Its true that you can attach external monitors, mice, keyboards and multiple external HDDs to a notebook, but few notebooks, no MacBook of any sort, has the guts (processor, RAM, GPU, ...) to match a good desktop. Those few Windows and Linux notebooks that come close are heavy and have only rather modest battery life and serve a market that Apple doesn't try to service.
The kids all have MBPs of various vintages which they like for the portability.
The combination of an iMac 27" (2010) and an iPad Air 2 had served me well, even without cellular on the iPad.
I like the screen real estate of the iMac and the horsepower, and the iPad allows me to connect using wifi or personal wifi hotspot on my iPhone.
I was in the same situation as you. I have an iPhone 6S, iPad Pro 9.7", and an old Macbook Pro (2009). I decided on getting a refurbished 27" iMac because I do a lot of photo editing and the Retina 5K display is one of the best available. I also needed more disk space. So I was able to get a 2TB hard drive and saved a lot of money compared to getting a Macbook Pro with similar specs.
My thoughts exactly. In the last 16 years, I purchased 5 Macbooks or Powerbooks. I owned them all for less than a month. I love the idea of not being chained to a desk, but I will never be comfortable working on a laptop.
I suggest getting the desktop and discarding the terrible keyboard Apple includes. Comfortable keyboards are ugly. If you're going to use a desktop, there is no need to contort your hands to fit an unnatural, designy rectangle. Your hands are not rectangles. I highly recommend the Microsoft Natural 4000 Ergonomic Keyboard. Ugly name, weird looking thing, but my hands will never let me go back.
It depends on your pattern of use.
Personally, I prefer Laptops. Meets my needs and portability is important for me (iOS ≠ OS X/MacOS).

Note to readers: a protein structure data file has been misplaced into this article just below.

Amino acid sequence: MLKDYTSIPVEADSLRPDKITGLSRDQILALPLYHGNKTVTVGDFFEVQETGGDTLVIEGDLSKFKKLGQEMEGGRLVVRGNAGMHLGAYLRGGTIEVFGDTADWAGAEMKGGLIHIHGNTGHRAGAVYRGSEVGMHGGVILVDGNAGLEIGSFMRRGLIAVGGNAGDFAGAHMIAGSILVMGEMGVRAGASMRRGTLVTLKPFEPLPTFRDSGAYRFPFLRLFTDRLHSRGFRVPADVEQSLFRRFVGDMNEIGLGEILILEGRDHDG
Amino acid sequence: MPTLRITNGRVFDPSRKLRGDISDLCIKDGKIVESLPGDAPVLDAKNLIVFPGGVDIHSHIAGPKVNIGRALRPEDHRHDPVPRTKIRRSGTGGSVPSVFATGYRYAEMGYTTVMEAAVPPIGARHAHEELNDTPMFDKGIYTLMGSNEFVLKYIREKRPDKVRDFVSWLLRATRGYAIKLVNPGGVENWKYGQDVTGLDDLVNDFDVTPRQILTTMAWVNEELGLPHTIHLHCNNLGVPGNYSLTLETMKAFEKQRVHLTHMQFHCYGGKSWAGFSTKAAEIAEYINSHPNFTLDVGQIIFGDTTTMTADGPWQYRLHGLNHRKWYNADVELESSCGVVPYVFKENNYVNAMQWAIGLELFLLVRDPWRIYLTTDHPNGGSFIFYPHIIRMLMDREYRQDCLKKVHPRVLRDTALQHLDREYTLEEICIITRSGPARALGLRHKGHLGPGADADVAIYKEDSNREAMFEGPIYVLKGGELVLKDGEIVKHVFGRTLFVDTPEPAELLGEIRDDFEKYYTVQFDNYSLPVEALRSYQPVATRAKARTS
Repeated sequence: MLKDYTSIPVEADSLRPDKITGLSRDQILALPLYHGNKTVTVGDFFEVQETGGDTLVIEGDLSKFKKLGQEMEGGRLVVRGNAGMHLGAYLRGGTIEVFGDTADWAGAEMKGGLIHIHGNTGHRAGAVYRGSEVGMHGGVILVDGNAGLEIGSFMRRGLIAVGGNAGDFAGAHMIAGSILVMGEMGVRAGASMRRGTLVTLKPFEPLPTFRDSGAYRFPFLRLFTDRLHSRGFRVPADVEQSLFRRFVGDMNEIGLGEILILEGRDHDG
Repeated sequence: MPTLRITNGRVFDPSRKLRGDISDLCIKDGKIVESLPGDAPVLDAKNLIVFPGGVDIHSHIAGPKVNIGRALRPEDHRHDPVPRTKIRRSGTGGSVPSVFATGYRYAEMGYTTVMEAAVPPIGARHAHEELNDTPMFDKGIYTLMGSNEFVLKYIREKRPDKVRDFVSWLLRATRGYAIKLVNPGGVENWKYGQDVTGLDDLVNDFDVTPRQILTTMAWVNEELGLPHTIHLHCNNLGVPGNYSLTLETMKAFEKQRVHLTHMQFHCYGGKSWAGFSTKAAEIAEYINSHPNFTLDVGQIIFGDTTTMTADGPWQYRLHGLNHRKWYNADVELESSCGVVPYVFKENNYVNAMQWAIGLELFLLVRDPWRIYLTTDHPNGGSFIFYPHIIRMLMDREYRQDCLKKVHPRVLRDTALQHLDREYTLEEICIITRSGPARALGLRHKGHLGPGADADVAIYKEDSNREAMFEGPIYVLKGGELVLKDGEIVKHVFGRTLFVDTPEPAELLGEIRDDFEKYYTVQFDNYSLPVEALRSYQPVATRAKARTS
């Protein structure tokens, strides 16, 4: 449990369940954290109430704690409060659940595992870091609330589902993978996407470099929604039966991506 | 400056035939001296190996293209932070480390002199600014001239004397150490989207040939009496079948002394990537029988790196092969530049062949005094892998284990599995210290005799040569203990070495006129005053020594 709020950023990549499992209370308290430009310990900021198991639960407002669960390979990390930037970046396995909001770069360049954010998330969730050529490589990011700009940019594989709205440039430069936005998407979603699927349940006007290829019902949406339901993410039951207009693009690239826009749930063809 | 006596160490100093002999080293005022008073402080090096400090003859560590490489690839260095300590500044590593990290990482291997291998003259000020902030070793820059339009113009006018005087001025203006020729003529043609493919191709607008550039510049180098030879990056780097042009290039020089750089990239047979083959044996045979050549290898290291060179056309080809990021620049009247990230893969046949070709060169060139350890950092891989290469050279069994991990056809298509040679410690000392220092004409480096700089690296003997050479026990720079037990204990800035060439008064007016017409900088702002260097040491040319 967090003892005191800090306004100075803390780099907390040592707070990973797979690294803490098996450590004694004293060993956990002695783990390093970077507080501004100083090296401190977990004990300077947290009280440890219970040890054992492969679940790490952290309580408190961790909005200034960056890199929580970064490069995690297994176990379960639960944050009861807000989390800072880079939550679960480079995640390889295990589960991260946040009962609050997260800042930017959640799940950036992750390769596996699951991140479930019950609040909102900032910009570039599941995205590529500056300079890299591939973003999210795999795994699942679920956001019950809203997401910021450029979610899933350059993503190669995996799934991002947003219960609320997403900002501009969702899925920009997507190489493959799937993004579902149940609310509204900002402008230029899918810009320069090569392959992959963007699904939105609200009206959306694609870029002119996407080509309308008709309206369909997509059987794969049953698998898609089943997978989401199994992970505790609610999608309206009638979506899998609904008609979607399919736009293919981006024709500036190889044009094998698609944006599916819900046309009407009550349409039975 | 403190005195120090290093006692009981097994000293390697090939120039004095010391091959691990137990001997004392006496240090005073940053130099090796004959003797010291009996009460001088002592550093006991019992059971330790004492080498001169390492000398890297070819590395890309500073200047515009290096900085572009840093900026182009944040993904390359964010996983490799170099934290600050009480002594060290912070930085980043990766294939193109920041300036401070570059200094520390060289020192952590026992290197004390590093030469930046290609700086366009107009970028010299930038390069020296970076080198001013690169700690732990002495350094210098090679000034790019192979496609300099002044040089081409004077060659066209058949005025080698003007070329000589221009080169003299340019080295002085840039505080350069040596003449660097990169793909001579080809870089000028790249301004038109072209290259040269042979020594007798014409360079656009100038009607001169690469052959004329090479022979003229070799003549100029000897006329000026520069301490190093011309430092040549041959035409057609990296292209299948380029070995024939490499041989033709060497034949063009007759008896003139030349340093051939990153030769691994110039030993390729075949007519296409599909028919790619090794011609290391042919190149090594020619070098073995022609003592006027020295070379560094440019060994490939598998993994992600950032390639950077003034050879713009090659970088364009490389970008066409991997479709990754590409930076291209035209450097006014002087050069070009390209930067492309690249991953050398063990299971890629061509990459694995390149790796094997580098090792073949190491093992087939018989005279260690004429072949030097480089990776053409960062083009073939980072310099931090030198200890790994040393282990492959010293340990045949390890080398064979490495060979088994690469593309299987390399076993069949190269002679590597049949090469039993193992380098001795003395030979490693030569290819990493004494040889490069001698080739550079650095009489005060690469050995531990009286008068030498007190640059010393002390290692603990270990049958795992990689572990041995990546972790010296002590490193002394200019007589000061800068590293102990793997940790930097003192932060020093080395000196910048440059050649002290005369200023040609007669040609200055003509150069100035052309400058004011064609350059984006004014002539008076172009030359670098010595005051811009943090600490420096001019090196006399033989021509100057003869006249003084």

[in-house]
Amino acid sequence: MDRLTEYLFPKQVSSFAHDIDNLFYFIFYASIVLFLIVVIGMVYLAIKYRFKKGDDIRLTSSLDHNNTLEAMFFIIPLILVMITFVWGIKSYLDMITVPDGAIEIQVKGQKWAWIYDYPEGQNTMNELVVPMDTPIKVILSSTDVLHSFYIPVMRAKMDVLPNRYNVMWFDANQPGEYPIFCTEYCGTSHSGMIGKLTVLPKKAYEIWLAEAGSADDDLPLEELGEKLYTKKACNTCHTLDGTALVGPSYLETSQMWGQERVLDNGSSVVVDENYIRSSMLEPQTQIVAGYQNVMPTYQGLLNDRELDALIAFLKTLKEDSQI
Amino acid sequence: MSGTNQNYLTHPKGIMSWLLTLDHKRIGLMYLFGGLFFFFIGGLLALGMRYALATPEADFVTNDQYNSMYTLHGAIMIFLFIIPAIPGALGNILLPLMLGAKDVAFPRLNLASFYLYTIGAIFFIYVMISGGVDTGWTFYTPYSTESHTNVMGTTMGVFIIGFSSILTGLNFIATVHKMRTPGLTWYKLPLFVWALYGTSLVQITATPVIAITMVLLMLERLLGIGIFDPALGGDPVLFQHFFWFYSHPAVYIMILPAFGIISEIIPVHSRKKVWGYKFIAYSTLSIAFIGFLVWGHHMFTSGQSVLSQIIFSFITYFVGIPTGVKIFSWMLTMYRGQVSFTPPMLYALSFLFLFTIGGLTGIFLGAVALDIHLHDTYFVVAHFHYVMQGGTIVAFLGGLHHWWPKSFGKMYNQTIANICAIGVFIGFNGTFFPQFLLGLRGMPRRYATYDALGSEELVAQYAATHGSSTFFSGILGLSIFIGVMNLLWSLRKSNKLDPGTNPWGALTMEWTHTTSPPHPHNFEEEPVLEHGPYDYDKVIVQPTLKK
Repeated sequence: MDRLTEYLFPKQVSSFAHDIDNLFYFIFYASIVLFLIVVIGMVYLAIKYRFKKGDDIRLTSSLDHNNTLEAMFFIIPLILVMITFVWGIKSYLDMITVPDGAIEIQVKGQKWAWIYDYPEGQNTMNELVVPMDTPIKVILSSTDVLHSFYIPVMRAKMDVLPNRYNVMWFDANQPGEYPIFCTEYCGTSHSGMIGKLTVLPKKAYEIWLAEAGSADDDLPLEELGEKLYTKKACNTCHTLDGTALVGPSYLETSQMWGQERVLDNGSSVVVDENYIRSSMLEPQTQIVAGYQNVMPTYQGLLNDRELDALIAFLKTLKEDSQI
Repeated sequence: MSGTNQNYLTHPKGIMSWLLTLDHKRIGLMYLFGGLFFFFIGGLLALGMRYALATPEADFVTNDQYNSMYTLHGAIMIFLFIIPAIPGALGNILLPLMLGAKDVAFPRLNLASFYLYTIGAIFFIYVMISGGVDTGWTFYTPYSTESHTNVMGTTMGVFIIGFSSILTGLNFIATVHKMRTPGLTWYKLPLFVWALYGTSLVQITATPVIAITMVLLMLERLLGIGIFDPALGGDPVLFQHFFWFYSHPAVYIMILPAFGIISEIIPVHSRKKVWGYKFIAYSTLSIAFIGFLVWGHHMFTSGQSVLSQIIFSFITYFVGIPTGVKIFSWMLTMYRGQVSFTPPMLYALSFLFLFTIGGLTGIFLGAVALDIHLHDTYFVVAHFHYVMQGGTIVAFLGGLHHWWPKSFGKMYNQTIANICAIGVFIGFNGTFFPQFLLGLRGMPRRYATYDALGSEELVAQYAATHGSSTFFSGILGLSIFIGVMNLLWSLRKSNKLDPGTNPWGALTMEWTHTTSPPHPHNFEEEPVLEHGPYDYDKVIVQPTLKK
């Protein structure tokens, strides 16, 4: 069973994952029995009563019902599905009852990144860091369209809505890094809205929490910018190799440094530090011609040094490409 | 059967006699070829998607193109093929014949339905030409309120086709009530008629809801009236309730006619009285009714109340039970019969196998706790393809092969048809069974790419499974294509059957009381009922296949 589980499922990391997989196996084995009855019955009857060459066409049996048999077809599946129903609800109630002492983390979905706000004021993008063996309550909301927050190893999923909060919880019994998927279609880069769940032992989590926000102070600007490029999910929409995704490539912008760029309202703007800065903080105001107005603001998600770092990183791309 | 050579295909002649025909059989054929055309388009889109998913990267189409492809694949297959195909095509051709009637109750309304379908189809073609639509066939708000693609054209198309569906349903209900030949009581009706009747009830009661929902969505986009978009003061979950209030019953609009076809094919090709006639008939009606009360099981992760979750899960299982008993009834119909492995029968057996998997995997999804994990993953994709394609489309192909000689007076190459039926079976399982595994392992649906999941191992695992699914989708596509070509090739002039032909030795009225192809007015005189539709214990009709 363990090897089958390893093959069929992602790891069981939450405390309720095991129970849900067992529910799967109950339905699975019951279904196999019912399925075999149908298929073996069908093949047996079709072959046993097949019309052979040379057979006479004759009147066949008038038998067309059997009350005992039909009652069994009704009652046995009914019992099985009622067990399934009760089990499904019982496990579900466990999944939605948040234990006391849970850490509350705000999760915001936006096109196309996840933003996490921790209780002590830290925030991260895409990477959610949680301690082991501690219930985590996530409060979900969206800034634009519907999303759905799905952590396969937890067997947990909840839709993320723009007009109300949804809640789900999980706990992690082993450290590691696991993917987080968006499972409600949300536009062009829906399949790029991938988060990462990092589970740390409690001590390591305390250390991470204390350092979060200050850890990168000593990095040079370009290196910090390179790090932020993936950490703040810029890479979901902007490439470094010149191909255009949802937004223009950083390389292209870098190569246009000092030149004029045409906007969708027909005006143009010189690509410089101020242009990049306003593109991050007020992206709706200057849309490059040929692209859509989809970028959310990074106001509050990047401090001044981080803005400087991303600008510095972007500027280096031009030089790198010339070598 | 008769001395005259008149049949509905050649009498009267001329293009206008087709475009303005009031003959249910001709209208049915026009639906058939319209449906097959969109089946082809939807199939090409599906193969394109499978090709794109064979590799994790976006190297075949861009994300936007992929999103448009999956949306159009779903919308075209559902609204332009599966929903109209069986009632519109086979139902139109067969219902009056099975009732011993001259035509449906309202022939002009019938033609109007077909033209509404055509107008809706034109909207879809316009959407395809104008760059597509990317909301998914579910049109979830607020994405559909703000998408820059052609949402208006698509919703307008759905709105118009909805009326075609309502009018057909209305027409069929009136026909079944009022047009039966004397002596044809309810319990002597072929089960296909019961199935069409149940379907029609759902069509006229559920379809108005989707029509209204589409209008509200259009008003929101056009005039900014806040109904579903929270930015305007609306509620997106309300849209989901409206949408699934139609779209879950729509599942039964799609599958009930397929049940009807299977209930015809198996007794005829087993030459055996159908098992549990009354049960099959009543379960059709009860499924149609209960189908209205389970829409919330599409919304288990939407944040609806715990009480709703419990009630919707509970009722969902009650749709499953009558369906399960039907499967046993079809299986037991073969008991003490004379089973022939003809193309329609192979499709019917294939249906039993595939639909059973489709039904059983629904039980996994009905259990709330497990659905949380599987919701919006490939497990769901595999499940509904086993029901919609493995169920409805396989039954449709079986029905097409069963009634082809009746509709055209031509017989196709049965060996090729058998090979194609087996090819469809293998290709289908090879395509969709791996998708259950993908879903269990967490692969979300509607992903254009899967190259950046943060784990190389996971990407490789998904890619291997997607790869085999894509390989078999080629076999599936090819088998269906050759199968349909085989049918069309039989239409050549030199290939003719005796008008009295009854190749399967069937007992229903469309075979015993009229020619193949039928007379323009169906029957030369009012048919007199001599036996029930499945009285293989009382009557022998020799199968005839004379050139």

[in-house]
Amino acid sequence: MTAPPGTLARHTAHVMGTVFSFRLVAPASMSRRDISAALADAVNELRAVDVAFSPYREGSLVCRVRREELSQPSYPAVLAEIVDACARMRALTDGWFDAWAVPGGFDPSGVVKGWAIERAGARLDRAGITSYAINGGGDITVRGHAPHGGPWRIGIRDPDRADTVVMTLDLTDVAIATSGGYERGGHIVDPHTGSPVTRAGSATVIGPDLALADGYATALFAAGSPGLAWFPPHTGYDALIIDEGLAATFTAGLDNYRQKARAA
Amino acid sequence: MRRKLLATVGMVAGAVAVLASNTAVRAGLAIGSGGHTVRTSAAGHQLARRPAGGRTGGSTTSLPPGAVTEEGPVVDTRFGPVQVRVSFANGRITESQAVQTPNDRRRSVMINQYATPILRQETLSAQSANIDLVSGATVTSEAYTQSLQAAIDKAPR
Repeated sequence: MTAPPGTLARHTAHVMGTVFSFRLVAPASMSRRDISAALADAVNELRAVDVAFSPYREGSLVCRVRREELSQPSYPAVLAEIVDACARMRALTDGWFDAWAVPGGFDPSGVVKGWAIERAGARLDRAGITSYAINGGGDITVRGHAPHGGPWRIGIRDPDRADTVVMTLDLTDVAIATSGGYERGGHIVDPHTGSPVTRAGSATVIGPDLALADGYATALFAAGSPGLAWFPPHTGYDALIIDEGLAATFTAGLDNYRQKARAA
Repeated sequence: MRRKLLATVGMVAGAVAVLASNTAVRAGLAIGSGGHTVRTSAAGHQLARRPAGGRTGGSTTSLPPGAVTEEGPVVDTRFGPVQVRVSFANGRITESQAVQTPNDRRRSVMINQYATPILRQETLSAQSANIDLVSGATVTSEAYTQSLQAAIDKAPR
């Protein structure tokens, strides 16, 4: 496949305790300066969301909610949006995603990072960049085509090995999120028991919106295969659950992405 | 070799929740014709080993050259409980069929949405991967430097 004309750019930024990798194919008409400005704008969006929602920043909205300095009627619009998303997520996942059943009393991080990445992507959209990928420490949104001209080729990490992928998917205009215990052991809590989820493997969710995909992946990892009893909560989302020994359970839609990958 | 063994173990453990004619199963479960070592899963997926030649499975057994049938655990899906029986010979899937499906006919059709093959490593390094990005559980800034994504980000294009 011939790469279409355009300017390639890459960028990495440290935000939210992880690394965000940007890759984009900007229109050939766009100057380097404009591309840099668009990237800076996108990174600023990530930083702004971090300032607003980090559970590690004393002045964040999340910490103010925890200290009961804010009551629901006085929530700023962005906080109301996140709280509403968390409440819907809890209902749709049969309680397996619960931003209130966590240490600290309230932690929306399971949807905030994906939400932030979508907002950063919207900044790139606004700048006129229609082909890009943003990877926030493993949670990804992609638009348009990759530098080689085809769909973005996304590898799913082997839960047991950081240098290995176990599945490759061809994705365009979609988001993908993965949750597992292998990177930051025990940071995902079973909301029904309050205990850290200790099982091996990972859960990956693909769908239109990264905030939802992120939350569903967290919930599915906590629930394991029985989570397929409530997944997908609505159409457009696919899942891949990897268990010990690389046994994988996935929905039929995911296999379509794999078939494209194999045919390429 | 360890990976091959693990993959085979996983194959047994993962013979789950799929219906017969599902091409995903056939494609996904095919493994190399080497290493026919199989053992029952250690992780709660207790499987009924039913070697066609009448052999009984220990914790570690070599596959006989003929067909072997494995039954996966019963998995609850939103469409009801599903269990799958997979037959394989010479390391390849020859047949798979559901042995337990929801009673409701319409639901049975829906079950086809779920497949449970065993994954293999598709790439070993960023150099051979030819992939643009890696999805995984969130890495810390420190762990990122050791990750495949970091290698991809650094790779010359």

I think I'm going to keep the mbp and pick up dual 5k LG monitors when they become available .. I guess it will be the best of best worlds
I worked for years with that arrangement (external monitor) and it served me well.
Be sure to validate that your MPB can drive two 5k monitors
The 2016 15" can drive two 5k monitors at 60hz.
Did you notice any slowdown when using a mbp with dual monitors in clamshell? Performance hit? The mbp getting very hot or the fans spinning loud
I only drove a single monitor and it was on a 2012 rMBP. I didn't notice any issues but then I didn't have a huge monitor (an Apple Cinema Display)
I have been weighing this decision myself and I think I'm going with an 21.5" iMac, non-retina, 16gb, 256 or 512 SSD.
I really like the new MBP (regardless of the naysayers) but I prefer the extra real estate of the 21.5" plus it's more bang for the buck. I mostly use my Mac for Logic Pro X recording (guitars, etc) and rarely get beyond 12 to 16 tracks. It's just more important than portability since I already have an iPad.
My eyes must not be very discerning because the FHD version looks great to me even when comparing it side by side with Retina.
I am also hoping that Apple drops the price of the MacBook 12 at some point. Their current price points for the MacBook vs the MacBook Pro make no sense whatsoever.
I thought of waiting for the new iMacs but I'm sure that there will be a massive price increase like with the MBP and Skylake is not that great of an advance over Broadwell from what I can gather.
I have both (desktop & notebook) and I prefer the desktop. Larger screen, better keyboard, better audio, etc.).
That said, I can't haul my 24" monitor and AC-only Mac desktop onto an airplane, nor can I store my ~600GB iTunes library on my MacBook Air's 128GB SSD drive.
It's really dependent on how you would use the device, something you fail to mention in your original inquiry.
Anyhow, think it out for yourself, after all, we're not the ones going to be using this, it's your usage case.